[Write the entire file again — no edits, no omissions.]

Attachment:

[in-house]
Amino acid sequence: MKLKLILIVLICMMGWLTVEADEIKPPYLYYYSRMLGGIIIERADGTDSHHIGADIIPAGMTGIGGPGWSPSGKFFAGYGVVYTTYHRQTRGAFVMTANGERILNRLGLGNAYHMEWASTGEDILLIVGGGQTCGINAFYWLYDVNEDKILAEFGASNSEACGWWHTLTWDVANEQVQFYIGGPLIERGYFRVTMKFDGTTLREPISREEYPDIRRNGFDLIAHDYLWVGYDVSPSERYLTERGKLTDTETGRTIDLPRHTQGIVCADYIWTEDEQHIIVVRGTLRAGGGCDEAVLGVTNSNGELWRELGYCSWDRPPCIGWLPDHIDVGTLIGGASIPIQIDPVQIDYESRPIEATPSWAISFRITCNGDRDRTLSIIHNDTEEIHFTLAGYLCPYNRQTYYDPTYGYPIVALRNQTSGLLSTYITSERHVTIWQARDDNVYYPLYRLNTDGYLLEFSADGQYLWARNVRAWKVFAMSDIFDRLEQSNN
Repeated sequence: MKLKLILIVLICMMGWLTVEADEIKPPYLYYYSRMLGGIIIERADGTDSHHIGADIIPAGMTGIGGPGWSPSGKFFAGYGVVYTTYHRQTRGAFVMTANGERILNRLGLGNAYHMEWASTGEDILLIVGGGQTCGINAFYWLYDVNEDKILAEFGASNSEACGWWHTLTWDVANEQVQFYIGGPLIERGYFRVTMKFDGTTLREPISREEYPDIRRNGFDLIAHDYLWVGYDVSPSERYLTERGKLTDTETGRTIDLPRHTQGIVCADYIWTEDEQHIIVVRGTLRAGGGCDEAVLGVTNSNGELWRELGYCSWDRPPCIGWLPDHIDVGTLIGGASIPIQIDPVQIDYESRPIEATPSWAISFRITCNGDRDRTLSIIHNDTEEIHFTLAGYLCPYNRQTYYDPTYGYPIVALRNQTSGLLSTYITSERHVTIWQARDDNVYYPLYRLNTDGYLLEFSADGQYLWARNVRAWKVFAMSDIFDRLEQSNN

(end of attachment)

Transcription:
[in-house]
Amino acid sequence: MKLKLILIVLICMMGWLTVEADEIKPPYLYYYSRMLGGIIIERADGTDSHHIGADIIPAGMTGIGGPGWSPSGKFFAGYGVVYTTYHRQTRGAFVMTANGERILNRLGLGNAYHMEWASTGEDILLIVGGGQTCGINAFYWLYDVNEDKILAEFGASNSEACGWWHTLTWDVANEQVQFYIGGPLIERGYFRVTMKFDGTTLREPISREEYPDIRRNGFDLIAHDYLWVGYDVSPSERYLTERGKLTDTETGRTIDLPRHTQGIVCADYIWTEDEQHIIVVRGTLRAGGGCDEAVLGVTNSNGELWRELGYCSWDRPPCIGWLPDHIDVGTLIGGASIPIQIDPVQIDYESRPIEATPSWAISFRITCNGDRDRTLSIIHNDTEEIHFTLAGYLCPYNRQTYYDPTYGYPIVALRNQTSGLLSTYITSERHVTIWQARDDNVYYPLYRLNTDGYLLEFSADGQYLWARNVRAWKVFAMSDIFDRLEQSNN
Repeated sequence: MKLKLILIVLICMMGWLTVEADEIKPPYLYYYSRMLGGIIIERADGTDSHHIGADIIPAGMTGIGGPGWSPSGKFFAGYGVVYTTYHRQTRGAFVMTANGERILNRLGLGNAYHMEWASTGEDILLIVGGGQTCGINAFYWLYDVNEDKILAEFGASNSEACGWWHTLTWDVANEQVQFYIGGPLIERGYFRVTMKFDGTTLREPISREEYPDIRRNGFDLIAHDYLWVGYDVSPSERYLTERGKLTDTETGRTIDLPRHTQGIVCADYIWTEDEQHIIVVRGTLRAGGGCDEAVLGVTNSNGELWRELGYCSWDRPPCIGWLPDHIDVGTLIGGASIPIQIDPVQIDYESRPIEATPSWAISFRITCNGDRDRTLSIIHNDTEEIHFTLAGYLCPYNRQTYYDPTYGYPIVALRNQTSGLLSTYITSERHVTIWQARDDNVYYPLYRLNTDGYLLEFSADGQYLWARNVRAWKVFAMSDIFDRLEQSNN